To address the aforementioned questions in Adobe Analytics, it is best to use the segmentation features of the product. Using segmentation, you can place each website visit (or visitor) into one of your high-level conversion funnel buckets and then create a different type of funnel in Excel using the ReportBuilder tool. First, you have to identify what criteria you are going to use to determine if a visit is in bucket #1, #2, etc. In this case, let’s imagine that you work for a B2B company and that your first bucket is “Awareness” and it is defined as people who have come to your website, but never seen a product, attempted to download a trial of it or purchased it. The second conversion funnel bucket is “Researchers” and this includes visits where people have looked at one or more products (or clicked on demos/videos and other product-related actions), but have not added a product to the cart or purchased (or filled out a lead form if online purchase is not possible). The third conversion funnel bucket is “Interested” and this includes visits in which people have either added to cart of filled out a lead form, but have not purchased (if available online). Our last conversion funnel buckets is our “Buyers” who have successfully purchased a product or committed to the product in some way (if purchase is not available online).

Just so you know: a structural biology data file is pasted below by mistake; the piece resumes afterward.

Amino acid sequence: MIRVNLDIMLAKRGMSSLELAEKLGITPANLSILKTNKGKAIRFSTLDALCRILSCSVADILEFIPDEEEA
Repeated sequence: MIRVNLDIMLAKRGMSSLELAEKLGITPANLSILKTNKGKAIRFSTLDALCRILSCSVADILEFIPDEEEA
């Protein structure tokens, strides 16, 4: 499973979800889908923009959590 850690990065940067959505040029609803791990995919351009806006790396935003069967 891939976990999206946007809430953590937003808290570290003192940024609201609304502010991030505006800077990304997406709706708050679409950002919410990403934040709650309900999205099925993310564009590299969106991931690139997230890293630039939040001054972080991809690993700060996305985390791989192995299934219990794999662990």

With these four conversion funnel buckets in mind, your next step is to subdivide all of your visits (or visitors) into one of these four buckets. While this may seem easy, it is actually a bit tricky, because you have to make sure that the same visit is not present in more than one bucket. Doing this requires some fancy Adobe Analytics segmentation skills. To create the first conversion funnel bucket, you would want to create a Visit segment that excluded any visitors who had viewed products, added products to the cart or purchased:
Next, we want to create our Researchers segment for visits that viewed products (you can also add other research events here with an “OR” clause), but excluding visits where a cart addition or order took place:
Next, we want to create our Interested segment for visits that added products to cart (you can also add things like lead form completions here), but excluding visits where an order took place:
Finally, we have our Buyers segment to see visits where visitors completed an order: